Life Can Look Very Different After An Injury To The Neck, Back Or Spinal Cord
People suffer injuries every day. Unfortunately, some injuries are more serious than others. One type of severe injury is a spinal cord injury. The spinal cord is a bundle of nerves that extends from the brain down the back. Its main responsibility is to transport messages from the brain to different parts of the body. The messages that are transmitted through the spinal cord allow us to move our arms and legs and know if we feel pain in our limbs. When the spinal cord is damaged, it prevents communication between the brain and the body.
When damage occurs to the spinal cord, it is a very serious type of physical trauma that can impact someone’s life forever. This is because the vast majority of people who suffer spinal cord injuries will sustain a loss of mobility, and some may even be paralyzed from the neck down. These profound changes not only impact victims but their families as well.
If you or someone you love has suffered a neck, back or spinal cord injury, it is important to have the right information to help empower you. When you contact Shevlin Smith, P.C., our attorneys can help you understand your legal options and will work with you to devise a plan of action that suits your needs and goals. Our team offers compassionate, one-on-one attention and uncompromising representation, both in and out of the courtroom.
Types Of Spinal Cord Injuries
There are two main types of spinal cord injury:
Incomplete spinal cord injuries: When there is an incomplete spinal cord injury, a person may still be able to move and feel movement below the point of injury, have feeling but little or no movement, or have movement but little feeling. Some different types of incomplete spinal cord injuries include anterior cord syndrome, central cord syndrome, posterior cord syndrome, Brown-Séquard syndrome, or cauda equina syndrome.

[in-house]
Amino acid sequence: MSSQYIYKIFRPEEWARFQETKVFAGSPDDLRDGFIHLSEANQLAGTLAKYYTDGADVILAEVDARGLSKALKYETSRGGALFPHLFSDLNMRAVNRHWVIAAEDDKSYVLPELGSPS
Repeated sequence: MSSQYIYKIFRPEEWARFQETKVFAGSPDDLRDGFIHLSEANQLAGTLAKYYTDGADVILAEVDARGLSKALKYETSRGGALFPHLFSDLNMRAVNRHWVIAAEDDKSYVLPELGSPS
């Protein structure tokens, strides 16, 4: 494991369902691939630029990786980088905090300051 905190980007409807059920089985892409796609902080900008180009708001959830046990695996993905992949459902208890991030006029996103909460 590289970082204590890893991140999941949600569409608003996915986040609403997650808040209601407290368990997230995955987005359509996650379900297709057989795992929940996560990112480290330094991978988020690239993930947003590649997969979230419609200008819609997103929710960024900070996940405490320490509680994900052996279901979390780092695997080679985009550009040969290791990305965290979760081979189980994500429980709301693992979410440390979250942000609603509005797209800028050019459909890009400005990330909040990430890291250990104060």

Complete spinal cord injuries: When a complete spinal cord injury occurs, a person will lose all function below the point of injury. If the injury is below the first thoracic spinal nerve, paraplegia will result. This means that a person will lose feeling and movement from the mid-chest down through the legs; however, the person will still be able to use his or her arms and hands. When injuries occur to the cervical neck, it may cause tetraplegia. This means that a person will likely lose all feeling and movement below the neck, which can include all limbs as well as the ability to breathe unassisted.
Common Causes Of Back And Spinal Cord Injuries
Spinal cord injuries are often caused by trauma, such as in the case of motor vehicle accidents.
Common causes of spinal cord injuries include:
- Car, bicyclist and pedestrian accidents: Because car crashes are traumatic, it is common for people including drivers, passengers and pedestrians to suffer blows to their spinal cords. In fact, auto accidents are the leading cause of new spinal cord injuries every year.
- Commercial truck accidents: When trauma to the face, neck, back or chest occurs in a violent trucking accident, a victim can suffer a spinal cord injury that is likely to be considered a complete spinal cord injury.
- Motorcycle crashes: One of the other common causes of spinal cord injuries occurs in motorcycle accidents when motorcyclists’ spinal cords are forcefully flexed, bruised or impacted by an external force, such as a vehicle or the hard ground.
- Medical malpractice and physician negligence: When a medical error made by a doctor during surgery causes damage to the spine, a patient may sustain an incomplete or complete spinal cord injury. This medical error may occur during a spinal fusion surgery or during back surgery that requires the placement of rods, plates and screws.
It is common to experience some back or neck pain after any type of trauma. But certain symptoms could be a sign of significant damage or health issues, including pain that is sharp and sudden as opposed to dull and mild. You should also seek medical attention immediately if you experience high fever, sudden inability to control your bladder, stomach pain or feelings of weakness/numbness.